The family of the pregnant Seattle woman who was shot dead by the same cops she had called to her home for a possible burglary demanded answers about her death on Tuesday.
"I want to get people to know who my sister really was," said Tiffany Rogers, the younger sister of Charleena Lyles, who was killed by cops at her home on Sunday. "She was a very kind person. She was a very loving mother — there's nothing she wouldn't do for her kids.
"We're still trying to wrap our heads around why she was murdered," said Rogers, who spoke to NBC News as she was on her way to a rally at the scene of her sister's death.
Lyles, 30, was three-months pregnant and already a mother of four, family members said.
Officers were dispatched to Lyles' apartment complex in Northeast Seattle shortly before 10 a.m. PT Sunday (1 p.m. ET) after she reported a break-in at her home, officials said in a statement.
But when police arrived at the apartment, Lyles began talking about the burglary calmly but then allegedly suddenly came at officers with a knife yelling "you ready? Motherf---s," according to an audio recording of the incident released by the Seattle Police Department.
Family attorney James Bible said Tuesday that family members have questioned why police didn't use a non-lethal option when they knew Lyles had been struggling with mental health issues.
Lyles' cousin Kenny Isabell said she was depressed but not violent and "was going through some things in her life."
"Do our lives really matter to them?" he asked. "What do you want from us? We try to comply and this is still happening. You're killing our young men and now a young woman has died."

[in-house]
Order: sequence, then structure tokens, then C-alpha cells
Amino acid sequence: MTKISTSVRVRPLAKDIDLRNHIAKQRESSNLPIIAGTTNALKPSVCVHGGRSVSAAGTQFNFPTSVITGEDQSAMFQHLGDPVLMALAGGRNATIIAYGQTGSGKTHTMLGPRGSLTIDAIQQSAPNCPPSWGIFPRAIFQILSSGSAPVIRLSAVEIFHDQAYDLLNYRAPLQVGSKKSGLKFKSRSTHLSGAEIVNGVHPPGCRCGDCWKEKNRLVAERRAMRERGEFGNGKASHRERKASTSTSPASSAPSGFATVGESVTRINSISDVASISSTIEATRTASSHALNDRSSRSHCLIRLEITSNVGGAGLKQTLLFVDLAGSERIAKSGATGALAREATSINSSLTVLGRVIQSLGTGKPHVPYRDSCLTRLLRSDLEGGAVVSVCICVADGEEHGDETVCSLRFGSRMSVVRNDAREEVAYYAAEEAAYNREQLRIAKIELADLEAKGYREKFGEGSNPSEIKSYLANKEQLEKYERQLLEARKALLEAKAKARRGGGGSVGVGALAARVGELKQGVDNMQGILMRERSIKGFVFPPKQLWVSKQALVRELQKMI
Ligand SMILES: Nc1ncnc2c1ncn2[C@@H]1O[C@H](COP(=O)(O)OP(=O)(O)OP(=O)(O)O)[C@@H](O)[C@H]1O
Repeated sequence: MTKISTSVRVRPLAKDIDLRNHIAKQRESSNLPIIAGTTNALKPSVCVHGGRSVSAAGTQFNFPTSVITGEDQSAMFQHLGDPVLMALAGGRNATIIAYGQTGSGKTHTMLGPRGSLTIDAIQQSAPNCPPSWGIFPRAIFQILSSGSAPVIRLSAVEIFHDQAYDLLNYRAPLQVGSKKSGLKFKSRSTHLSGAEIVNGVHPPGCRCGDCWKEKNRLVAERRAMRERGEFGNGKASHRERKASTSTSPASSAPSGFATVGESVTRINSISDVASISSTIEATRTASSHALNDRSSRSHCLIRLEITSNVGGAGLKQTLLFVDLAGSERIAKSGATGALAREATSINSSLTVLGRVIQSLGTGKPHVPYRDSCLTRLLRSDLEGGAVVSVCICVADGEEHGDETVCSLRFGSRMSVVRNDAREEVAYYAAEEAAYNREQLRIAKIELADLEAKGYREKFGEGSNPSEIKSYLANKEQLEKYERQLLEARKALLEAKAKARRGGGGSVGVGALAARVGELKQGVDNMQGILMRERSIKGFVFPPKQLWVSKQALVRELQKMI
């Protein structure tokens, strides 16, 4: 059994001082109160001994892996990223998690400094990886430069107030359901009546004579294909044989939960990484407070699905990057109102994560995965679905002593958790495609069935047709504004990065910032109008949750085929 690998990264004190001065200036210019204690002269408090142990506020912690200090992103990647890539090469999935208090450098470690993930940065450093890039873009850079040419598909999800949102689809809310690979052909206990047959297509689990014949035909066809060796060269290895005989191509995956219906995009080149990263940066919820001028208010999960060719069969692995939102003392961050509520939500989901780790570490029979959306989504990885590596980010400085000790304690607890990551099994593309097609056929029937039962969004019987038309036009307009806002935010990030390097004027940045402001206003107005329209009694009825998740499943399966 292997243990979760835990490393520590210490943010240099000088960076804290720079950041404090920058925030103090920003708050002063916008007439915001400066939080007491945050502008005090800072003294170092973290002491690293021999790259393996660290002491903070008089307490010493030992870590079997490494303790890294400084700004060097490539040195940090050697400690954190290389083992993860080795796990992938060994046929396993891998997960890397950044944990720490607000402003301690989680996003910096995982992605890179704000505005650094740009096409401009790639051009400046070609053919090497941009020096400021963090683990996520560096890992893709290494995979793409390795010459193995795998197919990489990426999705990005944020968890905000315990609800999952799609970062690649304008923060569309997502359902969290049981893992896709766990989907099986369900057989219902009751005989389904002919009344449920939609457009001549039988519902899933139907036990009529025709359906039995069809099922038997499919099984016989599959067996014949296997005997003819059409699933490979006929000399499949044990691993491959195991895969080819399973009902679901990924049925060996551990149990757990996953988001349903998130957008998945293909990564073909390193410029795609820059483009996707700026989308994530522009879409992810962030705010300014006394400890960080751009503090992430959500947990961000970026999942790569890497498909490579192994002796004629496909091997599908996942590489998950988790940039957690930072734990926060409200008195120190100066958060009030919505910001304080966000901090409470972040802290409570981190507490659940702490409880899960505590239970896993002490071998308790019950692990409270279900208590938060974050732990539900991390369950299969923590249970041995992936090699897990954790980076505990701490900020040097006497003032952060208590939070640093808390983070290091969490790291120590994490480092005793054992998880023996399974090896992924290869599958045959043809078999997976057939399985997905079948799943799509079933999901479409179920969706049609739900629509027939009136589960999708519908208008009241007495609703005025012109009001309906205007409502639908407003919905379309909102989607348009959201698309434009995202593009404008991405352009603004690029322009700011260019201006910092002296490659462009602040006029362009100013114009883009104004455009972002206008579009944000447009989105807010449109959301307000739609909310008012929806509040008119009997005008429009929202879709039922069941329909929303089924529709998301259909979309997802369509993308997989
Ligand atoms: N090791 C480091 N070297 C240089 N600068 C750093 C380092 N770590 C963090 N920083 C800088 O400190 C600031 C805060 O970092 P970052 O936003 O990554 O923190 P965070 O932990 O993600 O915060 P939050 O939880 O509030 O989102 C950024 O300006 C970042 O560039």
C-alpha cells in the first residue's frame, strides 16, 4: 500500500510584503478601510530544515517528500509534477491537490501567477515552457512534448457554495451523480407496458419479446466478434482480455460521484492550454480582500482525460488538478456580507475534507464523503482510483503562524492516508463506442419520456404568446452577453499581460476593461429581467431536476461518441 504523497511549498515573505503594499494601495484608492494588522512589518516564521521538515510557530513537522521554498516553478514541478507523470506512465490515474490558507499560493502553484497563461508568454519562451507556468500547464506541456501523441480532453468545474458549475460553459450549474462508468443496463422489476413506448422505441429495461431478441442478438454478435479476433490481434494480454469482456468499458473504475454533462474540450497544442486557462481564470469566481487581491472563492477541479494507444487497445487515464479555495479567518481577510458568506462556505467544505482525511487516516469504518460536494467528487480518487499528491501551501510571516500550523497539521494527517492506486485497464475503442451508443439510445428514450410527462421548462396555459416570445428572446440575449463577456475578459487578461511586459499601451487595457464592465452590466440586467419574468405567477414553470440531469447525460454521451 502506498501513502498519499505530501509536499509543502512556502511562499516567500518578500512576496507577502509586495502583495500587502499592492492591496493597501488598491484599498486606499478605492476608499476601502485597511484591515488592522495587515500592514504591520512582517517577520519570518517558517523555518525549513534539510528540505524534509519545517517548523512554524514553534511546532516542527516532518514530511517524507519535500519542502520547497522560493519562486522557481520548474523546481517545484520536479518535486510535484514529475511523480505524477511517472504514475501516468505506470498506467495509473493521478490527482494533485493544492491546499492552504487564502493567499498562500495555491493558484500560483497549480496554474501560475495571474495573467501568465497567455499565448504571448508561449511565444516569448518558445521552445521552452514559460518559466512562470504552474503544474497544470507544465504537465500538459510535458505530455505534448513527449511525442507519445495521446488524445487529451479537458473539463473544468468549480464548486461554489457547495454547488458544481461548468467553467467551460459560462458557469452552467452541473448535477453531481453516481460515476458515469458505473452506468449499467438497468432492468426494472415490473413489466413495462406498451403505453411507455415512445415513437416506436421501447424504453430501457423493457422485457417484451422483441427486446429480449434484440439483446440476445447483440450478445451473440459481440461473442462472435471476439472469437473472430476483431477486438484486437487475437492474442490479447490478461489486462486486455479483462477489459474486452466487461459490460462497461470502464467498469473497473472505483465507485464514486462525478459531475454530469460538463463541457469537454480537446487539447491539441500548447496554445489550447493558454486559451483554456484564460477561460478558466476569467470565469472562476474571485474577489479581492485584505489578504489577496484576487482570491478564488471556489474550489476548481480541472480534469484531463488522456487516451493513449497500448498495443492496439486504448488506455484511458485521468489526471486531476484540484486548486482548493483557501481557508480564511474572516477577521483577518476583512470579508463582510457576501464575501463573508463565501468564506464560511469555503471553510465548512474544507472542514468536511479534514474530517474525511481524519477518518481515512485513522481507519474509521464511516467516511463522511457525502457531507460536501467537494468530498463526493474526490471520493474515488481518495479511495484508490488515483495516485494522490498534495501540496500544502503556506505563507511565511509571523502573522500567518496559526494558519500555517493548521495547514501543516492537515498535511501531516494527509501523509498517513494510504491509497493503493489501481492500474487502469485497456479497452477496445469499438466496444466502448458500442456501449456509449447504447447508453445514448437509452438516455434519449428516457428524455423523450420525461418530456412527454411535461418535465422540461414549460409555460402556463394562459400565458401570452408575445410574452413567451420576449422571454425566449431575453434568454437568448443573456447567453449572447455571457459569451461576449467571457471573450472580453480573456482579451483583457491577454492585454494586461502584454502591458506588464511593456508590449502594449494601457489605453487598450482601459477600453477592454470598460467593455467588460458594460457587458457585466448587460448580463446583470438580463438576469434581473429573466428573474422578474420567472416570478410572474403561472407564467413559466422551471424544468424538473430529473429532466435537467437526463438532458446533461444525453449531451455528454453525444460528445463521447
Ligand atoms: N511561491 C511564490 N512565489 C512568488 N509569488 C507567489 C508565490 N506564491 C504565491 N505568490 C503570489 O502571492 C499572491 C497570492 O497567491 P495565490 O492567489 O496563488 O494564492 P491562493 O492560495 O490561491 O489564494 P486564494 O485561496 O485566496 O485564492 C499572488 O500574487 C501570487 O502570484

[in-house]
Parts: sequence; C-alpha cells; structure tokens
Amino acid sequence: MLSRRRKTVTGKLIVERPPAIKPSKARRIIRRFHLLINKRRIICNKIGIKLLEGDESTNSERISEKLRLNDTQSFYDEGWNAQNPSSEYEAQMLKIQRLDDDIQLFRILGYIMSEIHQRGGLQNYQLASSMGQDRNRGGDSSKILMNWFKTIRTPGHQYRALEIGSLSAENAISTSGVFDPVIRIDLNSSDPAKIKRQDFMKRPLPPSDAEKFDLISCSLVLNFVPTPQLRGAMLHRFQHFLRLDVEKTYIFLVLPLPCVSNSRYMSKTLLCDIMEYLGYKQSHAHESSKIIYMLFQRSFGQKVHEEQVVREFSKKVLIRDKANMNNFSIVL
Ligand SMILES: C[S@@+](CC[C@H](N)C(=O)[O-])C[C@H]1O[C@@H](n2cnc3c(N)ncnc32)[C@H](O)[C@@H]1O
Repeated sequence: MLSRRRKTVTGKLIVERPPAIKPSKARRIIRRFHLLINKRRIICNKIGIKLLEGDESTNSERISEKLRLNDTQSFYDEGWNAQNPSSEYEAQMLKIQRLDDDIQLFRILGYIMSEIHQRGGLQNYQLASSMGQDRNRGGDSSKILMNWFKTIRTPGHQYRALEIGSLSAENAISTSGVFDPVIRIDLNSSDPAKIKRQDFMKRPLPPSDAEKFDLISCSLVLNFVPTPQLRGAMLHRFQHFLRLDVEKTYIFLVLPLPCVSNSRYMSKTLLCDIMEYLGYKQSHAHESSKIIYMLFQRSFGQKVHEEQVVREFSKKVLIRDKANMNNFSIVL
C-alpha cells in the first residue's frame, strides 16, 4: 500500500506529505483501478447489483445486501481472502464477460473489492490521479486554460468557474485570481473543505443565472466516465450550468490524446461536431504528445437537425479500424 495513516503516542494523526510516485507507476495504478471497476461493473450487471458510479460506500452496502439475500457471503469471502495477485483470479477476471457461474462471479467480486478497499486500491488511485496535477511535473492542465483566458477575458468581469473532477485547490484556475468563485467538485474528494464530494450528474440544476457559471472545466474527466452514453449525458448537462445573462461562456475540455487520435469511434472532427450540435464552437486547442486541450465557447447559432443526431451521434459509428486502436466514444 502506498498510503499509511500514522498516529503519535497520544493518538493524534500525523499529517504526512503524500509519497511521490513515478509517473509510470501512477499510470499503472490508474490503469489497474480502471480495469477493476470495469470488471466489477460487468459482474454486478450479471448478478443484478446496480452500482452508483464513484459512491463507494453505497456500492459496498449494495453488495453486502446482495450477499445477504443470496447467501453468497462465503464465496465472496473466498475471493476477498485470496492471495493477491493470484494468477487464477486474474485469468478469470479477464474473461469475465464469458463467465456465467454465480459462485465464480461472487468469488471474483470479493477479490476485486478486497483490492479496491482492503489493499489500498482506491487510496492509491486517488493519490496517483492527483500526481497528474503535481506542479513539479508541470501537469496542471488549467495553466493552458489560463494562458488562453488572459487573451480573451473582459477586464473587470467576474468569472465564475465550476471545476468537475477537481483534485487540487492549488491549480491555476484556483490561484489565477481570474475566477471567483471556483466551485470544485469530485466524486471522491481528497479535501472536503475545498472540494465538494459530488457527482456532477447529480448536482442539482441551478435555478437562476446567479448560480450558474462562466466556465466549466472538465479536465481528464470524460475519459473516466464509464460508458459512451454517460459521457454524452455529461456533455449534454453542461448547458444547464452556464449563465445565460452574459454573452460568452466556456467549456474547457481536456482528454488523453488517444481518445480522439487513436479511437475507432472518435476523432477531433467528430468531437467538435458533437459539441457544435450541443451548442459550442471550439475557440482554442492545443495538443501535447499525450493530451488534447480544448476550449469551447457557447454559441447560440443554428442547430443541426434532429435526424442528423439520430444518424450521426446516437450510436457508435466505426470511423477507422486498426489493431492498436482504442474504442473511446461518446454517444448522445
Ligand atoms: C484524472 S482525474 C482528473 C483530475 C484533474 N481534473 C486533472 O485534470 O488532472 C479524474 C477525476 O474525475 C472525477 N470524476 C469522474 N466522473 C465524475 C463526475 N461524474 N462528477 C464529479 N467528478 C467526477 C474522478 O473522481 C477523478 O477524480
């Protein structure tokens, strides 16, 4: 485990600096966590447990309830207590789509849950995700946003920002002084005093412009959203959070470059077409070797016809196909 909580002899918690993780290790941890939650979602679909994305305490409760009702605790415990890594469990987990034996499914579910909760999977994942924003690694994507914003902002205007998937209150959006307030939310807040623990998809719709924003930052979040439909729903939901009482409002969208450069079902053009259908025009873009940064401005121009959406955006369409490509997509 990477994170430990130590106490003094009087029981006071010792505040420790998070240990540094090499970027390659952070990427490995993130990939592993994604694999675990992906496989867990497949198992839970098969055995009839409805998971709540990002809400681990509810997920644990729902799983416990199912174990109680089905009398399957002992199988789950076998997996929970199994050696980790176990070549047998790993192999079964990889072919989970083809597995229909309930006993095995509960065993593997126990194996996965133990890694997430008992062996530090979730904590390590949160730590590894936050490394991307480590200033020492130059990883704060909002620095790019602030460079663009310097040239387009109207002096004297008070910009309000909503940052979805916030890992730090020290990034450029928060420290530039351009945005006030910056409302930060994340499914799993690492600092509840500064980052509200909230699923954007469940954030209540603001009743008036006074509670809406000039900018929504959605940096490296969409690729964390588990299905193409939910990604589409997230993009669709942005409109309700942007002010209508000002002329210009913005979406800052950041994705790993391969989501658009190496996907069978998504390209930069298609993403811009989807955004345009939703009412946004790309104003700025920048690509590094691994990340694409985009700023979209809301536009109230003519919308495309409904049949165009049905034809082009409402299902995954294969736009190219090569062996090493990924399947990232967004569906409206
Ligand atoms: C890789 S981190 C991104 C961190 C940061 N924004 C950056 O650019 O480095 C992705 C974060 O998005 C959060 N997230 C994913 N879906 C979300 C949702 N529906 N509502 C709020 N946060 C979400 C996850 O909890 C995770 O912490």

Lyles was black. Officials later identified the officers involved in the shooting as Steven McNew, a nine-year veteran of the Seattle Police Department, and Jason Anderson, who joined two years ago. Their races were not given.
A police spokesman said the two cops were equipped with a less-lethal option, but were not carrying Tasers.
Detective Patrick Michaud also said Tuesday that both officers had undergone crisis intervention training to deal with people showing signs of mental illness or other crises.
Michaud said officers are required to carry a less-lethal option and have a choice between a Taser, baton or pepper spray. He said he did not know which option the officers carried at the time of Sunday's shooting.
Meanwhile Seattle Municipal Court records show that Lyles was arrested June 5 and booked into King County Jail. She pleaded not guilty to two counts of harassment and obstructing a police officer.
She was released from jail Wednesday on the condition that she check-in twice a week with a case manager and possess no weapons, jail records show.
During the June 5 incident, Lyles spoke about wanting to "morph into a wolf" and made "several unusual religious comments talking about how the police officers were devils and also members of the KKK," Officer Davidson Lim wrote in a police report.
On that day, she finally dropped the shears after two officers drew their guns and repeatedly asked her to do so.
"After talking with Lyles' family, we learned that Lyles has experienced a recent sudden and rapid decline in her mental health," Lim wrote.